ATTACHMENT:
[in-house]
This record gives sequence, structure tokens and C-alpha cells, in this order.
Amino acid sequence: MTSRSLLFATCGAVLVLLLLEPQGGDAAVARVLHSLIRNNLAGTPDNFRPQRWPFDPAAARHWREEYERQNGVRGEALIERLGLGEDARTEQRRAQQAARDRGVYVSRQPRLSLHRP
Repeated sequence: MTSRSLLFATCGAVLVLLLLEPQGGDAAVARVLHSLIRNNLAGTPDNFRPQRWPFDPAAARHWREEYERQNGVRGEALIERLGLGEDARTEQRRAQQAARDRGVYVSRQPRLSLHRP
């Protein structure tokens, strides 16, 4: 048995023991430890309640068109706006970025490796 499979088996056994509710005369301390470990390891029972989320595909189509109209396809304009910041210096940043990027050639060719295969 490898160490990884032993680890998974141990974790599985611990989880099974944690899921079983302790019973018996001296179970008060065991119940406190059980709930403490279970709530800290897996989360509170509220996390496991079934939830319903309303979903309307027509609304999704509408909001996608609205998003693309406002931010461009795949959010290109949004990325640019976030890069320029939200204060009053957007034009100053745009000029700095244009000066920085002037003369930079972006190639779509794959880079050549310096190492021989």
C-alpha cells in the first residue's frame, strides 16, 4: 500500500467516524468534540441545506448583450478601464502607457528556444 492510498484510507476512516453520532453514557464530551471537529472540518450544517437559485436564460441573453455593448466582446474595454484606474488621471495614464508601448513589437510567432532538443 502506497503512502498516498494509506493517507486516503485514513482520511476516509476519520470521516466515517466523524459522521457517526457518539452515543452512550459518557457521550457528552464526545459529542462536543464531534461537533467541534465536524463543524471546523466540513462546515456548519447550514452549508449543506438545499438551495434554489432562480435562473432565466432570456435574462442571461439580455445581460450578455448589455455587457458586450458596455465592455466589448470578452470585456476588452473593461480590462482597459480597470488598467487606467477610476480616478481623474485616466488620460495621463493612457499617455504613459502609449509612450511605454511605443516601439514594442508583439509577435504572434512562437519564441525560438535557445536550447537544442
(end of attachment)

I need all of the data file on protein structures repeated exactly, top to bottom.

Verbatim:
[in-house]
This record gives sequence, structure tokens and C-alpha cells, in this order.
Amino acid sequence: MTSRSLLFATCGAVLVLLLLEPQGGDAAVARVLHSLIRNNLAGTPDNFRPQRWPFDPAAARHWREEYERQNGVRGEALIERLGLGEDARTEQRRAQQAARDRGVYVSRQPRLSLHRP
Repeated sequence: MTSRSLLFATCGAVLVLLLLEPQGGDAAVARVLHSLIRNNLAGTPDNFRPQRWPFDPAAARHWREEYERQNGVRGEALIERLGLGEDARTEQRRAQQAARDRGVYVSRQPRLSLHRP
């Protein structure tokens, strides 16, 4: 048995023991430890309640068109706006970025490796 499979088996056994509710005369301390470990390891029972989320595909189509109209396809304009910041210096940043990027050639060719295969 490898160490990884032993680890998974141990974790599985611990989880099974944690899921079983302790019973018996001296179970008060065991119940406190059980709930403490279970709530800290897996989360509170509220996390496991079934939830319903309303979903309307027509609304999704509408909001996608609205998003693309406002931010461009795949959010290109949004990325640019976030890069320029939200204060009053957007034009100053745009000029700095244009000066920085002037003369930079972006190639779509794959880079050549310096190492021989």
C-alpha cells in the first residue's frame, strides 16, 4: 500500500467516524468534540441545506448583450478601464502607457528556444 492510498484510507476512516453520532453514557464530551471537529472540518450544517437559485436564460441573453455593448466582446474595454484606474488621471495614464508601448513589437510567432532538443 502506497503512502498516498494509506493517507486516503485514513482520511476516509476519520470521516466515517466523524459522521457517526457518539452515543452512550459518557457521550457528552464526545459529542462536543464531534461537533467541534465536524463543524471546523466540513462546515456548519447550514452549508449543506438545499438551495434554489432562480435562473432565466432570456435574462442571461439580455445581460450578455448589455455587457458586450458596455465592455466589448470578452470585456476588452473593461480590462482597459480597470488598467487606467477610476480616478481623474485616466488620460495621463493612457499617455504613459502609449509612450511605454511605443516601439514594442508583439509577435504572434512562437519564441525560438535557445536550447537544442